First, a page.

or “A Rangeland Encounter”.
Yesterday I was eating up the miles driving through central New Mexico, on my way back to Bisbee, Arizona. Such vast expanses of dry short-grass grazing land! The tufted bunchgrasses were interspersed with clumps of sage and yucca. I could imagine the thoughts of the pioneers moving slowly along the Santa Fe Trail, as they wondered how long these bleak treeless wastes would last before more inviting landscapes for settlement appeared.
My 23-year-old Ford truck had been running smoothly for the past thousand miles, but the engine seemed to be running a bit hotter than usual, a cause for concern out there where cell-phone coverage is spotty at best and towns were few and often abandoned.
A few miles west of Vaughn my temperature gauge became alarmed and I pulled over. I had jugs of water, but I thought that I should pull over and let the engine cool down for a while.
Here’s a shot of my truck by the side of the road:
On the opposite side of Rt. 60 a train track parallels the highway across much of the central portion of the state. I was intrigued by the long trains which periodically rumbled by. Often they had three locomotives pulling the chain of cars, and the train cars often seemed to be carrying cargo containers from China. I wondered what port they were coming from. A typical train:
Making the best of the forced delay, I decided to take a walk. I walked up the highway with my camera as occasional RVs and pickup trucks whooshed past. I could see some structures in the distance and my curiosity was aroused. After about one-quarter of a mile I came to a cattleguard, a welcome interruption in the tightly-strung fence. I had considered climbing over that fence, but it wasn’t an easily crossed fence and I would have risked tearing my clothing.
The name of the ranch:
It was a breezy and cool day, a pleasant time for a walk up a desolate road. One of the structures I had seen earlier turned out to be a round stone water tank, an old tank which had been replaced with a steel one nearby. Nearby was the weathered-silver trunk of a large tree, one which evidently had flourished in a wetter period. Trees were noticeably absent from the landscape.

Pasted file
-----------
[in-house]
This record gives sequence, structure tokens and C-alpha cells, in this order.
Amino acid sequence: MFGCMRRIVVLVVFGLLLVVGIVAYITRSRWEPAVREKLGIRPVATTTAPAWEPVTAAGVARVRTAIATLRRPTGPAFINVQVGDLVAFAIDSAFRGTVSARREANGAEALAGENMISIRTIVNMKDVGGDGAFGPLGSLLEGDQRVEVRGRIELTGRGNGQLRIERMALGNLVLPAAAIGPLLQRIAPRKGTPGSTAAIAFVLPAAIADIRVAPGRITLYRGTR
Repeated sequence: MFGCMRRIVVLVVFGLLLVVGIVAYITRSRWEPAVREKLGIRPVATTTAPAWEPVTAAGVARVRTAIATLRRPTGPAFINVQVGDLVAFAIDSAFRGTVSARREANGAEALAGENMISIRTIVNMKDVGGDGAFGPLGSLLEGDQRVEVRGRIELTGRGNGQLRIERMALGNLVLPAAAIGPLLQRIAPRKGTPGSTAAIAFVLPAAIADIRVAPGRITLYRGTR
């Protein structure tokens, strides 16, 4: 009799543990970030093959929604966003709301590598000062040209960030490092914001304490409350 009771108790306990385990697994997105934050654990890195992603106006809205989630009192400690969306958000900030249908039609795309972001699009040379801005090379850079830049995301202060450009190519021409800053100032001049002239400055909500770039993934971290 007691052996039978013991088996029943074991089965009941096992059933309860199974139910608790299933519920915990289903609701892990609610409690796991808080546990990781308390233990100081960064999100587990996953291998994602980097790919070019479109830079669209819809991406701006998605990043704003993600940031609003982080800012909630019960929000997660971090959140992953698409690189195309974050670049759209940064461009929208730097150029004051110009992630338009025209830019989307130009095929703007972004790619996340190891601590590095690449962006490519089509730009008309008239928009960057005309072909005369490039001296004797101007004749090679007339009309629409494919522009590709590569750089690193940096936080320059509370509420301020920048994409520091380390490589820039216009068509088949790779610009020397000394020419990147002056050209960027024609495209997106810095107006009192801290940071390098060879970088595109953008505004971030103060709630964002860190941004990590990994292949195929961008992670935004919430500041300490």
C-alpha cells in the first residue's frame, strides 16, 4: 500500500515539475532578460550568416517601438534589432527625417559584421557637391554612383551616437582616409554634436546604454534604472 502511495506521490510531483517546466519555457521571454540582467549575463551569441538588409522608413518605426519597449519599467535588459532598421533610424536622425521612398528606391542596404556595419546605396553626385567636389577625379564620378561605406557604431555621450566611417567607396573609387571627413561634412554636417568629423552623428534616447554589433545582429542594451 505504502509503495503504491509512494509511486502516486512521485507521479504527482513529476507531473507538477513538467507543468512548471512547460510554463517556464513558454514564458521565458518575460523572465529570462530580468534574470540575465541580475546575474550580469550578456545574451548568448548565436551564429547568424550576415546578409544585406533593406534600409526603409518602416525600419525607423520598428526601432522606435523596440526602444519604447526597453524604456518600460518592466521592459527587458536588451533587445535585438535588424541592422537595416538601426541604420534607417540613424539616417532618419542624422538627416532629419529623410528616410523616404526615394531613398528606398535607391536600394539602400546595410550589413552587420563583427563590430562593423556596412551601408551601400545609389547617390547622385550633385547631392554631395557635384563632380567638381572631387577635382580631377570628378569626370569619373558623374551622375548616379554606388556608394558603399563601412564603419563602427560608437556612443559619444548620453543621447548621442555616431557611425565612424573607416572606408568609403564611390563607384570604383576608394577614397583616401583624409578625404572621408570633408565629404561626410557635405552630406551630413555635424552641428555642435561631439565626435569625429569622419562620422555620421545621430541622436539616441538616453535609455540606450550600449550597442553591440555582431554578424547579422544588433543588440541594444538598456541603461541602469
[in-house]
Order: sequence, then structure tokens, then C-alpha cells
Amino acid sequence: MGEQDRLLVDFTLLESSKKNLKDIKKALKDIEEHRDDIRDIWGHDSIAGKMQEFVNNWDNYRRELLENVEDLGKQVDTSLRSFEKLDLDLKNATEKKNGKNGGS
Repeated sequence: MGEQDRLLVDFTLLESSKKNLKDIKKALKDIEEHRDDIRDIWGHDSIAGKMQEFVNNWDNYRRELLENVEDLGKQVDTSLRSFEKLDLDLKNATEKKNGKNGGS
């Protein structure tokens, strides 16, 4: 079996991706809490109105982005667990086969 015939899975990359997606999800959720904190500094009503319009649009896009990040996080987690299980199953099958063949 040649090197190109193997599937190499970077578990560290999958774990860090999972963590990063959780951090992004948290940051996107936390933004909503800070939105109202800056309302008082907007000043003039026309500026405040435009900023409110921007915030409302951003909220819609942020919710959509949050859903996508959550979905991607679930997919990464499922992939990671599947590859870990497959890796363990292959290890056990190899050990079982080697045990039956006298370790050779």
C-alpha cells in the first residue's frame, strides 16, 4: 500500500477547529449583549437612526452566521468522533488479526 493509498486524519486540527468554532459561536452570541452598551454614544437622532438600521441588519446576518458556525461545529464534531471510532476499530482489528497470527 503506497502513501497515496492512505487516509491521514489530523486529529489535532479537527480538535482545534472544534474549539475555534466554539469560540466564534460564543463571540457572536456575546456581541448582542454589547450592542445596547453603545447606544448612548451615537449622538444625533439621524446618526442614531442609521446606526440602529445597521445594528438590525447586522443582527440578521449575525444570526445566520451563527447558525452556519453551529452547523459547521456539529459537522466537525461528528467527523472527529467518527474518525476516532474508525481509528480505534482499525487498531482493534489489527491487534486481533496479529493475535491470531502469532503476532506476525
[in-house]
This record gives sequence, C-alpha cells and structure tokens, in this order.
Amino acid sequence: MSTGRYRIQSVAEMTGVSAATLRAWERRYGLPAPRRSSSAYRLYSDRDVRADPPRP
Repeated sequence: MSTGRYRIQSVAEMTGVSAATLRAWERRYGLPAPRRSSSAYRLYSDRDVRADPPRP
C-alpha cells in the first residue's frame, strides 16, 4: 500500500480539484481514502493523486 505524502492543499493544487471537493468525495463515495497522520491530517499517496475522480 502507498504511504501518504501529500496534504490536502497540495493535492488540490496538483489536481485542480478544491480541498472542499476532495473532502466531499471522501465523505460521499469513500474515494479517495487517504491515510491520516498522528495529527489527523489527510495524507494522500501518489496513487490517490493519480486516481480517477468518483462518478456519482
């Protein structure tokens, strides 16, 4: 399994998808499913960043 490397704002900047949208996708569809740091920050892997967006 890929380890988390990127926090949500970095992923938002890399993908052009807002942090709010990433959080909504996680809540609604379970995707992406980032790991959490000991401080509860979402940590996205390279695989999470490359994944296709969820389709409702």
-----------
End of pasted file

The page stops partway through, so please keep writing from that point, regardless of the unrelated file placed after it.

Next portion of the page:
A root-prong of that tree which has been rubbed to a glossy sheen by the scratching actions of generations of cattle:
The stone water tank can be seen in the background of the above photo.
I walked farther along the road. There was something a half-mile away, but I couldn’t tell what it was — a ruined building, or a stack of hay, perhaps? As I walked I noticed a large mammal in the distance. It looked like a prong-horn antelope. As I came closer I could tell that the animal was keeping an eye on me. I wasn’t walking directly towards it and I got fairly close before it spooked and bounded away. I snapped this photo in which the antelope seems to be peeing:
The structure I had seen from the highway turned out to be a ruined stone house. I wonder when it had last been occupied? Someone, at some point, had stuccoed two of the walls but the project had been left unfinished. Such a picturesque sight under the vast high country sky!
Just two walls remained standing. It seems that various creatures used the walls as shelter from the persistent winds, and one had died there:
Other animals had been using the remains as a favored defecation site, including one who seems to subsist upon some sort of berry. The ribcage cradles a substantial pile of scat.
The house had been built upon a slight rise, and two ancient mesquite trees are growing out front. A view of the trees from a gap in the wall, and an April shoot trying to eke out another year in this dry and dusty site:
A raptor of some sort, perhaps an eagle, had built a twig nest in the branches of one of the mesquites:
I walked back to the highway; my truck had cooled down, so I added water to the radiator and proceeded on my way. Sometimes a forced stop can yield a novel experience!